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Old 08-17-2006, 12:47 PM   #32
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Hanging off the bike on public or even country roads is not a good idea leave that for the track. and to tell you the truth i ahve seen riders take corners not curves just as as fast in a nuetral riding position its all about rider preference i think sometimes i hang off only because its a cool felling but i really dont thing its necessary. i shift my weight more than anything
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Old 08-17-2006, 01:04 PM   #33
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IMO try to keep it at the track. I wrckout at racer RD backin feb of 2004.

I was going WAY too fast and met up with some debris in the road. I got lucky and only broke an ankle,it could have/should have been alot worse.

the track is WAY more fun and you feel ALOT moreconfident, becuase there is nothing to wreck into, no on the track to cause you to go down, and if you do go down, you will MOST LIKELY walk away and laugh about it later.
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Old 08-17-2006, 01:14 PM   #34
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Hanging off is not only to look cool. It allows you to keep the bike more upright therefore increasing the size of the tires' contact patch (ie: more traction). If there are two bikes in the same corner at the same speed, the guy leaning off more will be able to get on the gas more when exiting the corner without loosing traction.
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Old 08-17-2006, 01:25 PM   #35
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After riding a couple thousand miles I had M/U adjust my suspension for $25 bucks and it made a world of difference, the bike handled better, I wasn't getting beat up by the seat, it was quicker through corners, etc. ... money well spent
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Old 08-17-2006, 01:40 PM   #36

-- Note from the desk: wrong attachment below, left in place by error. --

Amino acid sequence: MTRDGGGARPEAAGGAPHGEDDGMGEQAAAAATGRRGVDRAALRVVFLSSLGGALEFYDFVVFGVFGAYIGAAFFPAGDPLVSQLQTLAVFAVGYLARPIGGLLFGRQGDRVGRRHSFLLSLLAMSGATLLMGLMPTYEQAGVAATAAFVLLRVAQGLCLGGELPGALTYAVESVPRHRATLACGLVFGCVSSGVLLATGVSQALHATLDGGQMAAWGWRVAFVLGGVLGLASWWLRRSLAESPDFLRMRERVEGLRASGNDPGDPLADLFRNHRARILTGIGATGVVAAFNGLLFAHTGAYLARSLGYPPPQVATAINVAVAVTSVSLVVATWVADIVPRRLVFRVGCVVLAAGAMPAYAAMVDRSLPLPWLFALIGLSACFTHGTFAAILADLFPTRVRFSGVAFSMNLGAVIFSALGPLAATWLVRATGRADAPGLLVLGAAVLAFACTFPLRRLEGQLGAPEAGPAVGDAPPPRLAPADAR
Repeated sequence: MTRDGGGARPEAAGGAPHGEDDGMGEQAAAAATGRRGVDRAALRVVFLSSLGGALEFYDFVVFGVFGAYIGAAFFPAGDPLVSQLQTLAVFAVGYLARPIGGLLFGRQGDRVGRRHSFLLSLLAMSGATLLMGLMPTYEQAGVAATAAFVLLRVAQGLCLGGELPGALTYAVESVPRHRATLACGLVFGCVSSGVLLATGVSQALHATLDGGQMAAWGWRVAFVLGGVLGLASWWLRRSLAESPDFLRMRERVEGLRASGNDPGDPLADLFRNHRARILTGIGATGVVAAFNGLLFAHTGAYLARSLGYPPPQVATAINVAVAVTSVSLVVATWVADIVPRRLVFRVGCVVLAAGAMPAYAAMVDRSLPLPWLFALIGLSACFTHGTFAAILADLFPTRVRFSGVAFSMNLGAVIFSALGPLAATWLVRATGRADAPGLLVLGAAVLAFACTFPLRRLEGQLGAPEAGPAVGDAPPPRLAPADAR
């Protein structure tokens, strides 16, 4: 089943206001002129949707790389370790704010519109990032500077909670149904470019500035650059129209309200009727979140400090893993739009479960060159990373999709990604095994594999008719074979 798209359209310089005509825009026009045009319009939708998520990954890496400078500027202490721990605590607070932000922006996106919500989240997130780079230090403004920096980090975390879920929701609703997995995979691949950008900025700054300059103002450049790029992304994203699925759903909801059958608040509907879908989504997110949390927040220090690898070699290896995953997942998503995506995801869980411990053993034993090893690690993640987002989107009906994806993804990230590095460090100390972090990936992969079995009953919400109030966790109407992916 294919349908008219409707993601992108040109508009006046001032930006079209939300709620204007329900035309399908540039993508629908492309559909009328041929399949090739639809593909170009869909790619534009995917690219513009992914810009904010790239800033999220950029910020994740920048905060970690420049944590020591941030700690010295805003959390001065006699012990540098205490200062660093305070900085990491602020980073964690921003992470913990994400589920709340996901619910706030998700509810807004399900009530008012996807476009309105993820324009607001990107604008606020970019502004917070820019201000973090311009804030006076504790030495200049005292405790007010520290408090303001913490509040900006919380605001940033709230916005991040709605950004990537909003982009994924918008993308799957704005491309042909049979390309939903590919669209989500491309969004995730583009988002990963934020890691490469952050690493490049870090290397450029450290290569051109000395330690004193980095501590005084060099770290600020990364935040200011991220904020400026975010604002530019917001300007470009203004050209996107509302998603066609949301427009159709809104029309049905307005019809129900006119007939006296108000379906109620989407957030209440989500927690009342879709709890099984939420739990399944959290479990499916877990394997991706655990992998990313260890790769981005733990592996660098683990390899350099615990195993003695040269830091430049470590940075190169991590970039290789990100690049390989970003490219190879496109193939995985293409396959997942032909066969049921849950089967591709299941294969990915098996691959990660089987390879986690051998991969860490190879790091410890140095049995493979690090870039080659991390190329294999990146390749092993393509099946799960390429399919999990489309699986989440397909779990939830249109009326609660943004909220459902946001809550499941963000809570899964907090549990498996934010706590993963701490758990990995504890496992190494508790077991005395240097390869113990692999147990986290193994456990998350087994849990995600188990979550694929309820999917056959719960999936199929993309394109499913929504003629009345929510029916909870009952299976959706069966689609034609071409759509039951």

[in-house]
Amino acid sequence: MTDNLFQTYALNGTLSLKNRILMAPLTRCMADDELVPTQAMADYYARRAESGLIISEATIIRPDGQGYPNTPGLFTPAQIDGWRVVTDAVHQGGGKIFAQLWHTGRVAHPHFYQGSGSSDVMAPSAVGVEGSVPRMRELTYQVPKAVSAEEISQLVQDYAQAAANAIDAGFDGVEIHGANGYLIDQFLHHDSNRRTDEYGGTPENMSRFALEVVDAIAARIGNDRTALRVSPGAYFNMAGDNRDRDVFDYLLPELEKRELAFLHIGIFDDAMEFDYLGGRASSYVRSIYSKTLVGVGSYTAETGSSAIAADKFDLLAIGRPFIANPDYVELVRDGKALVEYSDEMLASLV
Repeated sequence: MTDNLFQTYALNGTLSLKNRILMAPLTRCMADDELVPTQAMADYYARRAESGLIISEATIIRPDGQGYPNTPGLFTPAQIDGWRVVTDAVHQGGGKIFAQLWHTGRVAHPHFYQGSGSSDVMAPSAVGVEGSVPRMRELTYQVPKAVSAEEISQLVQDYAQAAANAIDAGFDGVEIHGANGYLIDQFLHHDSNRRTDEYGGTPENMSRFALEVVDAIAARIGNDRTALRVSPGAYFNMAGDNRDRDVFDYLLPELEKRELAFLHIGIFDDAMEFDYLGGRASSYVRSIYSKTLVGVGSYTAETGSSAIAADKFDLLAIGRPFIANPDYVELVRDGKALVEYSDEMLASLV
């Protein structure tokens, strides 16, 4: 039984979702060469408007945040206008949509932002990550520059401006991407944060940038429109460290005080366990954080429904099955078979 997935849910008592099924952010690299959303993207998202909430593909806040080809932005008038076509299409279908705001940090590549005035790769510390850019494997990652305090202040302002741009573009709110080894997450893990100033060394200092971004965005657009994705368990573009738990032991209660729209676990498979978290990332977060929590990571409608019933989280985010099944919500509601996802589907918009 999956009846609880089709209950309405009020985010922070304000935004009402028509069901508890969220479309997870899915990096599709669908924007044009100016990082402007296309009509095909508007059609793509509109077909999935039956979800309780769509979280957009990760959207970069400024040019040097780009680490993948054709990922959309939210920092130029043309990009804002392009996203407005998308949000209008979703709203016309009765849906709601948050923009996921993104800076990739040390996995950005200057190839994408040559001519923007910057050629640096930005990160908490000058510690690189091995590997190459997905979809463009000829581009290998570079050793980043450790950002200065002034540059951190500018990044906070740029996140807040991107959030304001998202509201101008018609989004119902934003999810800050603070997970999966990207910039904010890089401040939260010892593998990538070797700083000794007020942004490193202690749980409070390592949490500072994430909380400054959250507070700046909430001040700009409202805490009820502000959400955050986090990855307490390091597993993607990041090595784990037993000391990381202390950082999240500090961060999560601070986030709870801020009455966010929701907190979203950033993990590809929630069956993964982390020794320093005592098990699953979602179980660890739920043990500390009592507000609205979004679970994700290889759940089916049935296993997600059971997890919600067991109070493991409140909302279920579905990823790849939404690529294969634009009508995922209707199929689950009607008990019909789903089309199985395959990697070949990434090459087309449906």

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Quote:
Originally Posted by speedismo
+1. this one is a BIG cause. remember it.
and if u r still new to the game, then make it a point not to go in too hot. EVER. most new folks just panic when they see the road curving up, not knowing that the bike has enough traction to make it easily.

still, if u do EVER, go in too hot, just trust the tires, dont get on brakes, dont chop the throttle, look thru the turn (very imp, if u look off the road, thats where u will go) and with a lil luck, u will make it safely.
+1...A friend of mine just tore his bike up this past sunday when we were riding. He took the turn too hot and reacted by pressing his break (yes, in the curve...VERY VERY BAD)...and even worse, he said he remembered that I told him to never press his brake while in a curve (worse, if you have to press the brake then you should get the bike as str8 as possible and then brake)...he went wide and high-sided (very dangerous...deadly even)...luckily he was standing next to farmer john when I finally got back to where he was. He just had a few scratches on his hips, knees n backside. He said he was trying to "keep up"...so I say now, if you're a new rider, RIDE AT YOUR OWN PACE. Don't try to keep up...you'll catch um down the road. I will be posting pictures when I get a minute to upload them...